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Today’s Decisions, Tomorrow’s Success 

Today’s Decisions, Tomorrow’s Success 

Among the hustle and bustle of daily life, and a running to-do list of time sensitive tasks that need to be completed, financial planning and estate planning might become low on the priority list. But when it comes to preparing for the future, there is no time like the present.

For families with dependent children, planning for the future with an estate plan, which includes a solid financial blueprint, becomes even more important.

Estate Planning

“Estate planning is a term that gets thrown around, and many people are unfamiliar with it or have misconceptions about it,” says Nathan Jones, an attorney at Jones & Ueligger Law. “A lot of people who might not be familiar think it is meant for rich people to plan out their estate, and they conjure up these visions of people with mansions, but really, it’s a plan that says if something were to happen, this is where I want my assets to go, and who I want to be in charge of them.”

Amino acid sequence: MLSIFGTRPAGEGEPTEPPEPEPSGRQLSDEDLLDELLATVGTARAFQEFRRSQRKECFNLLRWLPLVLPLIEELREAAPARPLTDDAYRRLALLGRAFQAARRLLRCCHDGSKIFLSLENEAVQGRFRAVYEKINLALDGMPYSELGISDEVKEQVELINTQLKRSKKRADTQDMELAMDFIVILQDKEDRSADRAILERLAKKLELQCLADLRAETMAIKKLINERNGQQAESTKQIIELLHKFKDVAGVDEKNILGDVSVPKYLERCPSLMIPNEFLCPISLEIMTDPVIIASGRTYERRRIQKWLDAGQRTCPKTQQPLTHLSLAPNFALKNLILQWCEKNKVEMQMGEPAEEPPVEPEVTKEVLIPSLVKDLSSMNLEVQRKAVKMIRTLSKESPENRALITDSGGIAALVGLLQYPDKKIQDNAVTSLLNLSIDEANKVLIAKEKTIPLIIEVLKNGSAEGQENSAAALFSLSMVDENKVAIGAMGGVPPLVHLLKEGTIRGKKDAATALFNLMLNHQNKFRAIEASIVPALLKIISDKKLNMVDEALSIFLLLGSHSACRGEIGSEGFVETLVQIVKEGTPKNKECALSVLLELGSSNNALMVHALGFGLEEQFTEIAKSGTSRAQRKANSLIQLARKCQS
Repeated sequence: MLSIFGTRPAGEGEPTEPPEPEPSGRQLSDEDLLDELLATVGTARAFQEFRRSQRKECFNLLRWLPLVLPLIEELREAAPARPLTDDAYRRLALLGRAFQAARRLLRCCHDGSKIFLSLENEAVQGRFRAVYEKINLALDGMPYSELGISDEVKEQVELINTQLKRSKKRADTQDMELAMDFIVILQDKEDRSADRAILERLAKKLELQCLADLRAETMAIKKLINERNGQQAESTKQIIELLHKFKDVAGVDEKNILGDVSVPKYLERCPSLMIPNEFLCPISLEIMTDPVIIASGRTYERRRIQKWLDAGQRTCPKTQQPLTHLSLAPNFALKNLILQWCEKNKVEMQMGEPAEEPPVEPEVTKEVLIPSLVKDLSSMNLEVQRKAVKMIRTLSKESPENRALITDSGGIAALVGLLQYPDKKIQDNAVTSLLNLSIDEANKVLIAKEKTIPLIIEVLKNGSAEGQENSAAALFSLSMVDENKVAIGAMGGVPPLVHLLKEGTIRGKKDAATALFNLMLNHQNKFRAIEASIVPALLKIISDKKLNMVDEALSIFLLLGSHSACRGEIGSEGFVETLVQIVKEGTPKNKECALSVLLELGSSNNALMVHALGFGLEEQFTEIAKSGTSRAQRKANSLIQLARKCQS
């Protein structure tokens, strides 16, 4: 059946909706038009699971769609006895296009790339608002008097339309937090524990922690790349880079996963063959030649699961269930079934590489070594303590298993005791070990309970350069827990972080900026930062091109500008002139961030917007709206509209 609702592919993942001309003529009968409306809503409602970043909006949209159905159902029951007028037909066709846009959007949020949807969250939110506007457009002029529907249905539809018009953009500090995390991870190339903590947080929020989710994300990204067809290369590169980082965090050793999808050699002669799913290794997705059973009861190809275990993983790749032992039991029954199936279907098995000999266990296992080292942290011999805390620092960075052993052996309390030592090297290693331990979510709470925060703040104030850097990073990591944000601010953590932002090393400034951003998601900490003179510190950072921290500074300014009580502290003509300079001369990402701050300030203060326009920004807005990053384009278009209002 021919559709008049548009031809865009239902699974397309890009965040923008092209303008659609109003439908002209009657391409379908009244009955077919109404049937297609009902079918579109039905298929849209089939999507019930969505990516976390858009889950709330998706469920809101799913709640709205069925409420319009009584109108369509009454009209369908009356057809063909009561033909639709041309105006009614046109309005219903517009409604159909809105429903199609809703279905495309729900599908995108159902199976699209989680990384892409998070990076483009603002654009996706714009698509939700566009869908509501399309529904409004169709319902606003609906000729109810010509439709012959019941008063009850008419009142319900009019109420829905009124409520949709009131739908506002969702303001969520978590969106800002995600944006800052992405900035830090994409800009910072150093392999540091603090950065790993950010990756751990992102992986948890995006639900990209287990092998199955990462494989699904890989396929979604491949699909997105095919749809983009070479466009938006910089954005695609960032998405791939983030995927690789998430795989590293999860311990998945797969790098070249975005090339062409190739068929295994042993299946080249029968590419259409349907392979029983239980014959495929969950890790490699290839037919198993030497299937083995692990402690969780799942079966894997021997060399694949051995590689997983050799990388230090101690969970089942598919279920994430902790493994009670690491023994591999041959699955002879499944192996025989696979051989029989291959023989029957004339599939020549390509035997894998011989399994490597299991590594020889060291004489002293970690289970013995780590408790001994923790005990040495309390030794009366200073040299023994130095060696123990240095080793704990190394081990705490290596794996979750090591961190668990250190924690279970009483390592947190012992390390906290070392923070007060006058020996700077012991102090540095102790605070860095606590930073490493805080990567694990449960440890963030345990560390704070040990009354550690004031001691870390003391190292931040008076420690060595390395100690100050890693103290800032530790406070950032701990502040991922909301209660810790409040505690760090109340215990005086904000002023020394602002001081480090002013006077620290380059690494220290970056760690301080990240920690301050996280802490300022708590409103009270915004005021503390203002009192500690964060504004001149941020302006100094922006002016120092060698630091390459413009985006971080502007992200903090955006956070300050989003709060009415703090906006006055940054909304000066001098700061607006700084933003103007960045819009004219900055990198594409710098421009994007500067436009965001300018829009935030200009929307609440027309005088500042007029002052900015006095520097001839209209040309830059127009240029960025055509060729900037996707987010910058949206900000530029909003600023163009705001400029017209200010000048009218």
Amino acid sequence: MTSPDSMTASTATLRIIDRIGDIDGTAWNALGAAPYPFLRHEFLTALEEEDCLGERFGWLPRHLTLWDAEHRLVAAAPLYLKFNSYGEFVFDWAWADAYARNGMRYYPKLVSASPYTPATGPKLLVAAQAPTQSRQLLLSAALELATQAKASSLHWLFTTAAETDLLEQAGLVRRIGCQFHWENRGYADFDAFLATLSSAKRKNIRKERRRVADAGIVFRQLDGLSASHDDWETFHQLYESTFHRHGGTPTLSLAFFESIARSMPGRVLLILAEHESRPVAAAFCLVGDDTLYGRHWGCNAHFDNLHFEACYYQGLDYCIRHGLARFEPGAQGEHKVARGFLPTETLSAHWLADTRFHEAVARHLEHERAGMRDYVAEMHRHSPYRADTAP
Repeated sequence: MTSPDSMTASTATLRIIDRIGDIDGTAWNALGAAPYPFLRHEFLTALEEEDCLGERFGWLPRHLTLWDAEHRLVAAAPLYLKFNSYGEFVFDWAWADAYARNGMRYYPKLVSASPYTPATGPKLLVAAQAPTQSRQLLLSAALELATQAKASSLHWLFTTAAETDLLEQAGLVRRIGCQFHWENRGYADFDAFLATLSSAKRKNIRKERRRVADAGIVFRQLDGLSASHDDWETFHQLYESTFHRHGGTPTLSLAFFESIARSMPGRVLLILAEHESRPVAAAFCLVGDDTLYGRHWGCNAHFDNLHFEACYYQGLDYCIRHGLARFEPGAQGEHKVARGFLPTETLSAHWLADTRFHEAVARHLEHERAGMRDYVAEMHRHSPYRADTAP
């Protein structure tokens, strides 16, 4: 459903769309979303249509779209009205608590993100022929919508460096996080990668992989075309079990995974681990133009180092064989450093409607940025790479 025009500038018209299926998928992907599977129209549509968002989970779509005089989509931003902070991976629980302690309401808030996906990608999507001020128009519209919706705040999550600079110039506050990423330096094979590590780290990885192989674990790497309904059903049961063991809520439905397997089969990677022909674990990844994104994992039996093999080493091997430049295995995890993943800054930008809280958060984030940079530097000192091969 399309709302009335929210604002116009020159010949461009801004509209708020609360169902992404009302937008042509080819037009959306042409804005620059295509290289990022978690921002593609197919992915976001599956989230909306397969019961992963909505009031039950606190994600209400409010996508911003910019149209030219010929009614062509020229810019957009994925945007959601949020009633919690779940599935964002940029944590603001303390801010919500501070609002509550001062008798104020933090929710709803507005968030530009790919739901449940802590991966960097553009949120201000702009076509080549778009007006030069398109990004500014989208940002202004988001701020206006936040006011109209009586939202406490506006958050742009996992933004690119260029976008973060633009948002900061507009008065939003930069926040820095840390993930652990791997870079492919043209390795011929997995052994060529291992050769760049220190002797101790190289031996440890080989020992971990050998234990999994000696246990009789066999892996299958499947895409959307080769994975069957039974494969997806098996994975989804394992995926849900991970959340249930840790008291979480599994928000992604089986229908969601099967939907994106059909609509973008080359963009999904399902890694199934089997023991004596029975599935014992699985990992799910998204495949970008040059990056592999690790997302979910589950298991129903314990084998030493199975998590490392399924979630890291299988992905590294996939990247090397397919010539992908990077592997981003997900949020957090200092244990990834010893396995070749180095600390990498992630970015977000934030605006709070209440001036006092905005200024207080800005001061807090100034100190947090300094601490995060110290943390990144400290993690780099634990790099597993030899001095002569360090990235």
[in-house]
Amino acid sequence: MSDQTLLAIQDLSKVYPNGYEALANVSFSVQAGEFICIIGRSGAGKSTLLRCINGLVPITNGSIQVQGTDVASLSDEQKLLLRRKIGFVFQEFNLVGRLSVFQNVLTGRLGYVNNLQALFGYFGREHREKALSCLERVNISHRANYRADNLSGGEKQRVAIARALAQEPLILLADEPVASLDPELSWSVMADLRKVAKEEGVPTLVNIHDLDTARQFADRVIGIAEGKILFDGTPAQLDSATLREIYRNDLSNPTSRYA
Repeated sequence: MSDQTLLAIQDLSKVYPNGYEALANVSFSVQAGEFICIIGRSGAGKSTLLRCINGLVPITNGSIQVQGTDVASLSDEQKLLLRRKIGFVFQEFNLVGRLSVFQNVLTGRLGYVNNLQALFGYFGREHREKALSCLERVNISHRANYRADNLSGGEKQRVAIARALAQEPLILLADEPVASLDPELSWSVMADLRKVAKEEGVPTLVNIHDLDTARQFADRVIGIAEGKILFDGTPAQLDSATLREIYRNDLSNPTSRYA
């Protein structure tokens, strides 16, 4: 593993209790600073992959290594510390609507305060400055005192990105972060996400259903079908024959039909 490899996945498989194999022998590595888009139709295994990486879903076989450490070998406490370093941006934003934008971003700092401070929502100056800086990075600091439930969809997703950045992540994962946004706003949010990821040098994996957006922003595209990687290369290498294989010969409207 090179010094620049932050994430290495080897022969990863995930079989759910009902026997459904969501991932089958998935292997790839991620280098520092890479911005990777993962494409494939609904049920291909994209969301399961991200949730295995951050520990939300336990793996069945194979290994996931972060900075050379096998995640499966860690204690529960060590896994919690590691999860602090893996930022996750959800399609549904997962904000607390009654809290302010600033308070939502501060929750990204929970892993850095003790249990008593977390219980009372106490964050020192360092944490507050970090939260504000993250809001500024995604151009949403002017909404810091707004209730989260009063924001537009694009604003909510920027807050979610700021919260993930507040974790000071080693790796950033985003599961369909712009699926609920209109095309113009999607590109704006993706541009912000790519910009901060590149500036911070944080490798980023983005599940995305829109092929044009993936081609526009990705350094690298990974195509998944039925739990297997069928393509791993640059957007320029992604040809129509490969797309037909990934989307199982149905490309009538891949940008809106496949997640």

When creating an estate plan, Nathan says there are typically three main goals — making sure wills and trusts take care of the kids, avoiding probate (i.e., a court process that is triggered when the proper planning isn’t in place), and formalizing power of attorney documents that address financial and healthcare matters.


Wills

A will is how parents name a guardian for their kids. Having a will in place is the only way to prepare for the unexpected, because once a will becomes necessary, it is too late to create one. 

“For families with young kids, it’s especially important to plan because it is the opportunity for parents to exercise their rights as to who would become the guardian of their kids should something happen,” Nathan says. 

Often, people with young kids name their own parents as guardians in their will. Nathan suggests that a good estate plan will include at least one backup, which is often a much harder choice.